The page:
Research Article: Epigenetic Silencing in Friedreich Ataxia Is Associated with Depletion of CTCF (CCCTC-Binding Factor) and Antisense Transcription

Date Published: November 19, 2009

Publisher: Public Library of Science

Author(s): Irene De Biase, Yogesh K. Chutake, Paul M. Rindler, Sanjay I. Bidichandani, Amanda Ewart Toland. http://doi.org/10.1371/journal.pone.0007914

Abstract: Over 15 inherited diseases are caused by expansion of triplet-repeats. Friedreich ataxia (FRDA) patients are homozygous for an expanded GAA triplet-repeat sequence in intron 1 of the FXN gene. The expanded GAA triplet-repeat results in deficiency of FXN gene transcription, which is reversed via administration of histone deacetylase inhibitors indicating that transcriptional silencing is at least partially due to an epigenetic abnormality.

Partial Text: Friedreich ataxia (FRDA), the most common inherited ataxia, is an autosomal recessive disease characterized by progressive sensory ataxia, cardiomyopathy, diabetes, and premature death [1]. FRDA is most commonly caused by inheriting an expanded GAA triplet-repeat sequence in intron 1 of both copies of the FXN gene [2]. The size of the expanded repeat tract can range from 66–1700 triplets, which results in a deficiency of FXN gene transcription [3], [4]. This in turn causes a deficiency of the mitochondrial protein frataxin, which is essential for iron-sulfur cluster biogenesis, and thereby results in mitochondrial dysfunction [1].

The expanded GAA triplet-repeat sequence results in deficiency of FXN transcript via at least two mechanisms: deficient transcriptional elongation through the expanded repeat tract [3], [16], [17] and epigenetic silencing [6]–[8]. Previous studies detected evidence of heterochromatin formation in the immediate vicinity of the expanded GAA triplet-repeat in intron 1 in FRDA [6]–[8], however, it has remained unclear how this results in transcriptional silencing of the FXN gene. Our data are consistent with the model that CTCF depletion in the 5′UTR of the FXN gene in FRDA patients results in reduced FXN transcription via heterochromatin formation involving the critical +1 nucleosome, which offers a plausible mechanism for transcriptional silencing of the FXN gene, and is consistent with the observed transcriptional reactivation via administration of HDAC inhibitors [6]. It is interesting to note that previous unsuccessful attempts to detect heterochromatin formation in the upstream regions of the FXN gene in FRDA were directed to the nucleosome free region immediately upstream of TSS1 [6], [8]; the sequence we have analyzed here is ∼100 nucleotides downstream of this sequence, and represents the +1 nucleosome (Fig. 1A). The +1 nucleosome is an important regulator of transcription [18] and alteration of its chromatin organization in FRDA has the possibility of influencing FXN transcriptional initiation and/or elongation. It is also interesting to note that heterochromatin formation in the vicinity of the expanded GAA triplet-repeat in intron 1 of FRDA patients is different from what we have observed in the 5′UTR. The former is associated with increased CpG methylation at specific sites in intron 1, whereas we did not detect any alterations in DNA methylation in the 5′UTR. Instead, heterochromatin formation in the 5′UTR seems to be based on H3K9me3-mediated recruitment of HP1.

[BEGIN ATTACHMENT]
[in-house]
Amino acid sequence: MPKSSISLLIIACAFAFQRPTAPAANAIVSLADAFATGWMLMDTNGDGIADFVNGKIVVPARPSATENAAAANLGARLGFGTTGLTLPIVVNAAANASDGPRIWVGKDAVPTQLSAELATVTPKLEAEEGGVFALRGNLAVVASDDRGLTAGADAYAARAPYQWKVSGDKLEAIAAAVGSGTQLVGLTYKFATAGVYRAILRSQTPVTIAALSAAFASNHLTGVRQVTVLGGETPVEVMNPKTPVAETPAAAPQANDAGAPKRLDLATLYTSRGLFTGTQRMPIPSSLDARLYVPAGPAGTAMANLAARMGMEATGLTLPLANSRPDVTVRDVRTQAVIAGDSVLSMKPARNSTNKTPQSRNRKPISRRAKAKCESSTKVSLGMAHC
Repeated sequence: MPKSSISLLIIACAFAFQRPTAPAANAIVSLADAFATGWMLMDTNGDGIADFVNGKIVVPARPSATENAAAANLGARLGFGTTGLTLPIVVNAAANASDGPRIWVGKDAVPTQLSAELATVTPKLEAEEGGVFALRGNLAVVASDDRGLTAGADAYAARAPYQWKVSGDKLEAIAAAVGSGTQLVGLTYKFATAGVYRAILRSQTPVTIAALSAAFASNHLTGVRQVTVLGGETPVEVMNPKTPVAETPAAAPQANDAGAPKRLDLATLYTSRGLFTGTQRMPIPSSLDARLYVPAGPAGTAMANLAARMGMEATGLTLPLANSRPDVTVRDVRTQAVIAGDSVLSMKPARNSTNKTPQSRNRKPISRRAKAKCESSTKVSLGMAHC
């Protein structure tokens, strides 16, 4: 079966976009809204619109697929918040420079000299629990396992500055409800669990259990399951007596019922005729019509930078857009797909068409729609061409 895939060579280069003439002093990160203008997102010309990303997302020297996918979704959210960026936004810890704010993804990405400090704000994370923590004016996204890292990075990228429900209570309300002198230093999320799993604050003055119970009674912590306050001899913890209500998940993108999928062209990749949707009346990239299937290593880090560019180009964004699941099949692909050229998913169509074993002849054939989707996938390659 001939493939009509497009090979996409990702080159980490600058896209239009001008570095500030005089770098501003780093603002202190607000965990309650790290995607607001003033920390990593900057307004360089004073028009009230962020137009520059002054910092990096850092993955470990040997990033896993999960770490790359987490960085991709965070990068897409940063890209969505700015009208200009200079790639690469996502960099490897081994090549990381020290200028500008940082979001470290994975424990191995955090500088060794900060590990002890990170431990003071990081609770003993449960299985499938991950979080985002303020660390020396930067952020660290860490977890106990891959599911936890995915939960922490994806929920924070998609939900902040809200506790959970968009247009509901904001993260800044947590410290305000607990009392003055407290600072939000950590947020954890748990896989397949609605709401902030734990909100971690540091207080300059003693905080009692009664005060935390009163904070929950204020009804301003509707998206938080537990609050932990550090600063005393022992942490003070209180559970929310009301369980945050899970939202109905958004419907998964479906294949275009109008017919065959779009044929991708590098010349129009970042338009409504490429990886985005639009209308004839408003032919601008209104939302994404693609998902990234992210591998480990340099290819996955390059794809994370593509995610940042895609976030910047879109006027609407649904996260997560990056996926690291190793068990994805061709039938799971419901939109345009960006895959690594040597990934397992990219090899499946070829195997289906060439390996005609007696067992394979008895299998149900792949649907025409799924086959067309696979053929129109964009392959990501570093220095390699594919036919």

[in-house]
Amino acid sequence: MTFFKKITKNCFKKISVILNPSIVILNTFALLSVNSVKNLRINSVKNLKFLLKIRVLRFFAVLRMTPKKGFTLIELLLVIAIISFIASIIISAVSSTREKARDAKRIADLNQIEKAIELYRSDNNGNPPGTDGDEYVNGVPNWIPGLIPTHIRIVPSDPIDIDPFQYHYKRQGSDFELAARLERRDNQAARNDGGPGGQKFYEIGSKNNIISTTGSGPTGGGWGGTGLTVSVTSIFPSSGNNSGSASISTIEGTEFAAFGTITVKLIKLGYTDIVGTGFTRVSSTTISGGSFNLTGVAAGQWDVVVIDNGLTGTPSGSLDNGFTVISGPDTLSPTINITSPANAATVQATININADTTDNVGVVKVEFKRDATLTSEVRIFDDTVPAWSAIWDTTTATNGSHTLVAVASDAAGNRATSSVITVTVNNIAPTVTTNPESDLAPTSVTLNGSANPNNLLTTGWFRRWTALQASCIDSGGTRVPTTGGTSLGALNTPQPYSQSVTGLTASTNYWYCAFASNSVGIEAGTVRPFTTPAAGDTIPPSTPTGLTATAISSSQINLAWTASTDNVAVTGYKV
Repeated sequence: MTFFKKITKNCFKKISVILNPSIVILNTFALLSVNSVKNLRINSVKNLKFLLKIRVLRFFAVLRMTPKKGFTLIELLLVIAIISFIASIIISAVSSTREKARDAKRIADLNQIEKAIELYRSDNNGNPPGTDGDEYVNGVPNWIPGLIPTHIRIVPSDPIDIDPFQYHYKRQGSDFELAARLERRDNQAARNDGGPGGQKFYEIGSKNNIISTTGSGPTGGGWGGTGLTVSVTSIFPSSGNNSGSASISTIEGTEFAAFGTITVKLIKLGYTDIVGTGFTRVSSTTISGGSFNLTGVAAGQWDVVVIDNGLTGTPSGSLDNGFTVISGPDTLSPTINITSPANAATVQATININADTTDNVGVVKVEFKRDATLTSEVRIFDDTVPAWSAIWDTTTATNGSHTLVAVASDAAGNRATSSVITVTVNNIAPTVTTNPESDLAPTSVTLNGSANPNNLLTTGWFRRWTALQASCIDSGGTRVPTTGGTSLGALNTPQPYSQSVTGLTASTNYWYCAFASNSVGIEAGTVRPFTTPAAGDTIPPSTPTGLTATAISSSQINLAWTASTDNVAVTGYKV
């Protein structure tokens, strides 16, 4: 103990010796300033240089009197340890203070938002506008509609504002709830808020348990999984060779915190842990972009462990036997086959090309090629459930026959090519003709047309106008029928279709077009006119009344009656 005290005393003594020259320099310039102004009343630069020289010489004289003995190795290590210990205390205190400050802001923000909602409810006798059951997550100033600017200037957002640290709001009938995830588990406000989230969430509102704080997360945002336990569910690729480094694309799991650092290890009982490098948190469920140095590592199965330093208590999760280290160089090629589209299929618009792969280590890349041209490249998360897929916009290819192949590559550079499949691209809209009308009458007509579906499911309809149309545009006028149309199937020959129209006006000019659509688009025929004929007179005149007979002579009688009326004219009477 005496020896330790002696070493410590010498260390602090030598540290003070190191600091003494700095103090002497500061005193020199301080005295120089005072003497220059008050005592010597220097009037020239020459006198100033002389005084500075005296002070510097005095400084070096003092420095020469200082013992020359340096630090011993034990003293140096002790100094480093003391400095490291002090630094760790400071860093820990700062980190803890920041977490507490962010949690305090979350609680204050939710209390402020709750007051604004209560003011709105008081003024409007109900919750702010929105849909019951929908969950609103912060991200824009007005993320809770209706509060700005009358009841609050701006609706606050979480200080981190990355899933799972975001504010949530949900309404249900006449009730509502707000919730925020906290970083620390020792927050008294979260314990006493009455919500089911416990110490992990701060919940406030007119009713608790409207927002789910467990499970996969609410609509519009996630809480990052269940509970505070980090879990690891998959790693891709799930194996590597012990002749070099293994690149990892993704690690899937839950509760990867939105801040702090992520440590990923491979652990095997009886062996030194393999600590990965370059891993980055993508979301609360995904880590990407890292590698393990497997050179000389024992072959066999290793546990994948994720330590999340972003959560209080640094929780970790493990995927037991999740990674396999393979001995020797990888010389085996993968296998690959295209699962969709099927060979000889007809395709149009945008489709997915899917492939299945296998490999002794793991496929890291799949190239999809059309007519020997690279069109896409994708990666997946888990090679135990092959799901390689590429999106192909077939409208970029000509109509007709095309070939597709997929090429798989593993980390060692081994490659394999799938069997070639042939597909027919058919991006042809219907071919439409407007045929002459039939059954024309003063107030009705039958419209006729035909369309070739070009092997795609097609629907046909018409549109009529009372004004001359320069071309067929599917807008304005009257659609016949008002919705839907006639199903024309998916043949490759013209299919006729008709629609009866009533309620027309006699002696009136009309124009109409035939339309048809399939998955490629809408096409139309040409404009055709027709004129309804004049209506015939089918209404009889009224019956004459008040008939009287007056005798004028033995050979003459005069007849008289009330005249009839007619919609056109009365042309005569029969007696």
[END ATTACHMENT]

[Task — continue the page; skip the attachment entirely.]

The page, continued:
Source:

http://doi.org/10.1371/journal.pone.0007914

 

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